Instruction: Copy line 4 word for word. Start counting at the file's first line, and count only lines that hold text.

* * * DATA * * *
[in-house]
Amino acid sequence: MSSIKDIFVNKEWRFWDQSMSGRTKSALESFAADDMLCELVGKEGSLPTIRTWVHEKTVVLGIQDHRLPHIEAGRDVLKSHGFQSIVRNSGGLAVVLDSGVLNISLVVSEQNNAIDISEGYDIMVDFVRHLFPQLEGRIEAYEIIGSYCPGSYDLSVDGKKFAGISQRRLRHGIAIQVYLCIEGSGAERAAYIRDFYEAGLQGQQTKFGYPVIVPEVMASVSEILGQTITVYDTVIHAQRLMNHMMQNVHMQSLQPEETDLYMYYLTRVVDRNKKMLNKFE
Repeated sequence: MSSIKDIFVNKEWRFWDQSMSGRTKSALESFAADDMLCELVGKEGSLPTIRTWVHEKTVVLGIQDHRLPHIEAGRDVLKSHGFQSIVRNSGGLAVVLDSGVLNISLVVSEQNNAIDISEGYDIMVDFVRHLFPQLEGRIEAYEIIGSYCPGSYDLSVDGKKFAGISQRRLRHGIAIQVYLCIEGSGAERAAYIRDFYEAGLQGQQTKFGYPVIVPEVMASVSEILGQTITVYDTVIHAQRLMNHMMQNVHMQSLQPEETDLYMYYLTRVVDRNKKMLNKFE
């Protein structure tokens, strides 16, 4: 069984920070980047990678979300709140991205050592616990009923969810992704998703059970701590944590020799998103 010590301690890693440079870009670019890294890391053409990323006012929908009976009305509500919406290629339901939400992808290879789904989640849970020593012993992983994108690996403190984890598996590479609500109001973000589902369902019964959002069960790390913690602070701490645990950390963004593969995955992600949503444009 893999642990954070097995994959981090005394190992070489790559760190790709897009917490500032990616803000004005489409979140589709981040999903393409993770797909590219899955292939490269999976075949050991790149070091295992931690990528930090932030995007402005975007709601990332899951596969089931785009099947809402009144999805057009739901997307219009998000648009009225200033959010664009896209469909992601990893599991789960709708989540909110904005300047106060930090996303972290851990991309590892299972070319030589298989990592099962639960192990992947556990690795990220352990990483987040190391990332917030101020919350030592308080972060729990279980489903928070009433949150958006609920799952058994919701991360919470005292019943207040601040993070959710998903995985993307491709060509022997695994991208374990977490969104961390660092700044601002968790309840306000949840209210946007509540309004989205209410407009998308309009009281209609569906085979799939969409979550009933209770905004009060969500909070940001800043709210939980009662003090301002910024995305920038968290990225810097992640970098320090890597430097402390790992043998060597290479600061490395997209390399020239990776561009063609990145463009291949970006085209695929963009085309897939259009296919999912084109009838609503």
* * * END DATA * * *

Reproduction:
């Protein structure tokens, strides 16, 4: 069984920070980047990678979300709140991205050592616990009923969810992704998703059970701590944590020799998103 010590301690890693440079870009670019890294890391053409990323006012929908009976009305509500919406290629339901939400992808290879789904989640849970020593012993992983994108690996403190984890598996590479609500109001973000589902369902019964959002069960790390913690602070701490645990950390963004593969995955992600949503444009 893999642990954070097995994959981090005394190992070489790559760190790709897009917490500032990616803000004005489409979140589709981040999903393409993770797909590219899955292939490269999976075949050991790149070091295992931690990528930090932030995007402005975007709601990332899951596969089931785009099947809402009144999805057009739901997307219009998000648009009225200033959010664009896209469909992601990893599991789960709708989540909110904005300047106060930090996303972290851990991309590892299972070319030589298989990592099962639960192990992947556990690795990220352990990483987040190391990332917030101020919350030592308080972060729990279980489903928070009433949150958006609920799952058994919701991360919470005292019943207040601040993070959710998903995985993307491709060509022997695994991208374990977490969104961390660092700044601002968790309840306000949840209210946007509540309004989205209410407009998308309009009281209609569906085979799939969409979550009933209770905004009060969500909070940001800043709210939980009662003090301002910024995305920038968290990225810097992640970098320090890597430097402390790992043998060597290479600061490395997209390399020239990776561009063609990145463009291949970006085209695929963009085309897939259009296919999912084109009838609503």